Nurse: My attitude changed after leaving Tobago

Scarborough General Hospital, Signal Hill, Tobago.  -
Scarborough General Hospital, Signal Hill, Tobago. -

SIMILAR to their Trinidad counterparts, many of Tobago’s healthcare workers have been enticed to migrate by the potential for professional advancement. President of the TT Registered Nurses Association (TTRNA) Idi Stuart told Newsday that he was aware of the situation, linking the migrations to the very attractive remuneration ​​packages being offered by developed countries, mainly the UK, USA and Canada.

One nurse, who wished to stay anonymous, told Newsday her decision to leave for England in July 2019 was not an easy decision. She previously worked under contract at the Scarborough General Hospital.

“The decision to migrate was a very difficult one, especially to know that I left my husband and two girls behind. But I had an aim and my husband agreed, we made the decision together. I cried many nights when I first came. I wanted to give up but with good support and encouragement from my dad, sister and husband, I stuck to it.

"Now I am preparing for my family to migrate to the UK.”

She said the opportunities for promotions could not be ignored.

“There was no progress under the Tobago Regional Health Authority (TRHA) for nurses. If you apply for courses, you are not getting chosen, the heads chose who they are close to.”

She said she worked with the TRHA for eight years without any job stability.

“I was eight years under TRHA and still on two-year contract. At times you couldn’t even speak out because of fear of victimisation. If you talk, someone will always remind you that you’re on contract. As nurses we’re not respected – we had to protest for wages and what is owed to us.

“There was no progress with personal life. When I look at my colleagues in Trinidad that I trained with, they were way more advanced and had permanent contracts."

She said she does not regret making the tough decision to continue her career abroad.

“I have learnt so much – my attitude towards caring has changed. When I sit down and look back, we do not treat people well in healthcare in Trinidad and Tobago, we do not respect persons' wishes. I only realised it when I started here. Our attitude towards patients is really not the best, only when you are in a position like I am in you will understand what I am saying.”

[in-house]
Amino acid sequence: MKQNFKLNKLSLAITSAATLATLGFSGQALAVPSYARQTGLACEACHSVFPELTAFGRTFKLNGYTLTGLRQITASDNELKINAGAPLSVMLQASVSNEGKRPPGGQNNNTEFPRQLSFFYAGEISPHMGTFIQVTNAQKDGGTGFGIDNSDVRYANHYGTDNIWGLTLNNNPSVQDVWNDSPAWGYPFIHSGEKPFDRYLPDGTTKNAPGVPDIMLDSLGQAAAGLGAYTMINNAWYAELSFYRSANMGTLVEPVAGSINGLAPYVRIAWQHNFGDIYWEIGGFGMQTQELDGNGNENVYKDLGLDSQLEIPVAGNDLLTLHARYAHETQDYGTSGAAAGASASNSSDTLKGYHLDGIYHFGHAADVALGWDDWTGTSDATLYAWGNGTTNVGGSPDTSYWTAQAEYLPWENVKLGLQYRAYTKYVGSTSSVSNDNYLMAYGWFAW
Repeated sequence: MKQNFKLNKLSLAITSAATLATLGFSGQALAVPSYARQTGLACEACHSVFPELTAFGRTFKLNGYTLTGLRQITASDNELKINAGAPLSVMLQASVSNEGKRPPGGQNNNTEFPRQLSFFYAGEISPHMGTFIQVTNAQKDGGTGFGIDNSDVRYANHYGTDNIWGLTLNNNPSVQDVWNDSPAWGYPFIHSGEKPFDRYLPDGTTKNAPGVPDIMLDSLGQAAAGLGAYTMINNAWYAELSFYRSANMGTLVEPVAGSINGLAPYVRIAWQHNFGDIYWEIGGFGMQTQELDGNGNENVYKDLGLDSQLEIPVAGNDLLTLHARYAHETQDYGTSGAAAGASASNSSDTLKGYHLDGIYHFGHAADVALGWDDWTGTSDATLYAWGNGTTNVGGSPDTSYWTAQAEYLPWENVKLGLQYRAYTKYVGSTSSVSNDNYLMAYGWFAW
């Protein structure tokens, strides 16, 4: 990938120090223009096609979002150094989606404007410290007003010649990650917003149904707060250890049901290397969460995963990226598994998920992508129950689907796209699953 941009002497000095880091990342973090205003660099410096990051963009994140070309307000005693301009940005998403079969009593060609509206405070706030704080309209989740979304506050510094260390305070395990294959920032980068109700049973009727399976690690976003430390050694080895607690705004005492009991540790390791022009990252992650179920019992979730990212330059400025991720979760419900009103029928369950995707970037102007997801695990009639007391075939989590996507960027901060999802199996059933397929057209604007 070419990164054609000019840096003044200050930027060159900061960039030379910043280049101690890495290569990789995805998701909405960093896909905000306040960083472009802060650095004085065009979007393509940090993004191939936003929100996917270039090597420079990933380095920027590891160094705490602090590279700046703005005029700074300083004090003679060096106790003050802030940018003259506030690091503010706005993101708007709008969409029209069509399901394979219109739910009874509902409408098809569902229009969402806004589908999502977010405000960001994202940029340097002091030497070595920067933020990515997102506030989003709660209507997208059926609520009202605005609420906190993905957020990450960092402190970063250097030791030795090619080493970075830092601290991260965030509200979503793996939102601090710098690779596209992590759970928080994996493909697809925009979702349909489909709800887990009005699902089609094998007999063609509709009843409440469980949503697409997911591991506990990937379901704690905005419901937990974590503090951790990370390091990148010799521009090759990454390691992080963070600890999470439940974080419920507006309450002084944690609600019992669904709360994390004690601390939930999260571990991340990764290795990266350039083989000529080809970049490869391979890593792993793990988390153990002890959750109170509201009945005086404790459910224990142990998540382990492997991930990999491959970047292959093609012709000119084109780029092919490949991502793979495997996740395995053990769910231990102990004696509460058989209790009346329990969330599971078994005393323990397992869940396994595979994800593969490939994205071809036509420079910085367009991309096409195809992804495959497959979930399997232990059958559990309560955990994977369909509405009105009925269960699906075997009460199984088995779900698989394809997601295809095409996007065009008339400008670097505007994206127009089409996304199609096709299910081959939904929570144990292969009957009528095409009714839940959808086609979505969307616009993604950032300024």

She said the working conditions in the UK are way better than in TT.

“Your money is paid on time. You get to do continuous development. The staffing-patient ratio is much better. Safety is high importance. There is no favouritism here.”

She  praised the Nursing and Midwifery Council (NMC) in raising the bar for the sector

“Unlike the nursing council in TT, after three years of working in the UK as a nurse the NMC do a revalidation for nurses. You show what have you been doing to uplift yourself as a nurse, the courses you have undertaken, the errors you have made – so by doing this, nurses always keep abreast of modern developments regarding care.”

She said any healthcare professionals thinking of migrating should "come with an open mind willing to unlearn what you have learnt."

She added, "Customer service is important to healthcare here in the’s hard work but fun – you learn a whole lot. I want to remind them to be strong-willed. Don’t forget where you come from, because there is a saying here that nurses from TT are great nurses.

"In the UK, you cannot discriminate, everyone is equal and you see them as human beings, no matter their sex, age, colour or ethnicity, whether straight, gay or otherwise.”

Stuart told Newsday nurses are merely seeking betterment.

“We can’t blame them, they’re getting much better offers internationally​​," he said. "In fact, the bulk of them are going to England, probably about 80 per cent while ten per cent are going to the US and ten per cent Canada. A few others are going to Saudi Arabia and other places.”

He warned that Tobago is losing its most experienced nurses and midwives.

“We would continue to see a degradation of the quality of healthcare throughout TT, but particularly in Tobago, because of the catchment of persons. If you lose ten nurses, which happened just last year from the Accident and Emergency Department of Tobago, you have lost a real wealth of specialised skills that really and truly would redound to the detriment of persons in Tobago.”

He said nurses in the National Health Service in England are guaranteed a pension once they work for ten years in the system.

“In TT, the country of their birth, the country that taught them this profession, is unwilling to grant them a pension.”

He added: “When we vote persons into office, these persons are going to be holding these offices in some cases four years, in some cases five years as a member of Parliament. They are guaranteed a pension for life, and they are guaranteed employment for a four-five-year period, and they are turning around and telling you the nurse and midwives who have placed them there, that you do not deserve four or five years or permanency or pension.

"It doesn’t make sense from the association’s point of view.”


"Nurse: My attitude changed after leaving Tobago"

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